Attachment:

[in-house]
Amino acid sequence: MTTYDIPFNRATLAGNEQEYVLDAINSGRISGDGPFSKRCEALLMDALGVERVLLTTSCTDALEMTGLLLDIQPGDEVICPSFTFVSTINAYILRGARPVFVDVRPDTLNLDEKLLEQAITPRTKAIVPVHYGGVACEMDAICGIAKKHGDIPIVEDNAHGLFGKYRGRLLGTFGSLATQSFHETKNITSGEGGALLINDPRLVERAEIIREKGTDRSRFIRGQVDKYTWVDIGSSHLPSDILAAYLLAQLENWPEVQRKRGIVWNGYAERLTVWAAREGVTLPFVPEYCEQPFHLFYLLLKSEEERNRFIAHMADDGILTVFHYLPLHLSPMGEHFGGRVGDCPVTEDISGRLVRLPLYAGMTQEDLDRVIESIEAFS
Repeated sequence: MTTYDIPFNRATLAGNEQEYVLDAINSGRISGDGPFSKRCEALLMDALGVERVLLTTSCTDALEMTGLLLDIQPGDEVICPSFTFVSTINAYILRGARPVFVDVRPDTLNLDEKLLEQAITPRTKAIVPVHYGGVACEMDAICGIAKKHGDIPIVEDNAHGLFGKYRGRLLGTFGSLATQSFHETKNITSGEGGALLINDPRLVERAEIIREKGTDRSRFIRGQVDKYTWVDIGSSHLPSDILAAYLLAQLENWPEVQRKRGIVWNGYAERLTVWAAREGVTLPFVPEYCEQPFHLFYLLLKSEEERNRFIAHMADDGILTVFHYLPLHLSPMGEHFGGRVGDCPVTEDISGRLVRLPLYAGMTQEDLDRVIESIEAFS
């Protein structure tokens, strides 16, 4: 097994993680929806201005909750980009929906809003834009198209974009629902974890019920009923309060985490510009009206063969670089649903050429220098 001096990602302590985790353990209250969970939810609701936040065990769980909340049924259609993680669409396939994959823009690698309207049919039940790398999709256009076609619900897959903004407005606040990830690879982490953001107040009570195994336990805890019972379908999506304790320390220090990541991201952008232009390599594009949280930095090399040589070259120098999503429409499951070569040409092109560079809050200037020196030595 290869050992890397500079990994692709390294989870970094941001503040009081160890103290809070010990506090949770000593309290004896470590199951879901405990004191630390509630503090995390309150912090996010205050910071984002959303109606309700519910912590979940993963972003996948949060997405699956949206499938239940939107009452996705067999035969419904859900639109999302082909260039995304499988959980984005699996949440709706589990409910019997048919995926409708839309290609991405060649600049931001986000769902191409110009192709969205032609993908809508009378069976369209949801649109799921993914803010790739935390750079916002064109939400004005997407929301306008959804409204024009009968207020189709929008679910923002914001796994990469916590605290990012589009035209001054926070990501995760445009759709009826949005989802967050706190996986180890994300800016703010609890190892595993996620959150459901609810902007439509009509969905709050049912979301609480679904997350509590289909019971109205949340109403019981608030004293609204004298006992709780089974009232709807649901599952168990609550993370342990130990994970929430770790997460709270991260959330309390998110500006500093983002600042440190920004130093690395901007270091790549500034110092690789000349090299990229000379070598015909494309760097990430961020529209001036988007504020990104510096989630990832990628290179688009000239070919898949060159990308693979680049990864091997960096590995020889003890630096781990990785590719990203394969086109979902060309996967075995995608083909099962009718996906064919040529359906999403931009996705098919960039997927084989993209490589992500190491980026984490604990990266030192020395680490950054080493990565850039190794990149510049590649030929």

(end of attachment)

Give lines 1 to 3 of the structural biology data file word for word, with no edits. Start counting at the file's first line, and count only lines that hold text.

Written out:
[in-house]
Amino acid sequence: MTTYDIPFNRATLAGNEQEYVLDAINSGRISGDGPFSKRCEALLMDALGVERVLLTTSCTDALEMTGLLLDIQPGDEVICPSFTFVSTINAYILRGARPVFVDVRPDTLNLDEKLLEQAITPRTKAIVPVHYGGVACEMDAICGIAKKHGDIPIVEDNAHGLFGKYRGRLLGTFGSLATQSFHETKNITSGEGGALLINDPRLVERAEIIREKGTDRSRFIRGQVDKYTWVDIGSSHLPSDILAAYLLAQLENWPEVQRKRGIVWNGYAERLTVWAAREGVTLPFVPEYCEQPFHLFYLLLKSEEERNRFIAHMADDGILTVFHYLPLHLSPMGEHFGGRVGDCPVTEDISGRLVRLPLYAGMTQEDLDRVIESIEAFS
Repeated sequence: MTTYDIPFNRATLAGNEQEYVLDAINSGRISGDGPFSKRCEALLMDALGVERVLLTTSCTDALEMTGLLLDIQPGDEVICPSFTFVSTINAYILRGARPVFVDVRPDTLNLDEKLLEQAITPRTKAIVPVHYGGVACEMDAICGIAKKHGDIPIVEDNAHGLFGKYRGRLLGTFGSLATQSFHETKNITSGEGGALLINDPRLVERAEIIREKGTDRSRFIRGQVDKYTWVDIGSSHLPSDILAAYLLAQLENWPEVQRKRGIVWNGYAERLTVWAAREGVTLPFVPEYCEQPFHLFYLLLKSEEERNRFIAHMADDGILTVFHYLPLHLSPMGEHFGGRVGDCPVTEDISGRLVRLPLYAGMTQEDLDRVIESIEAFS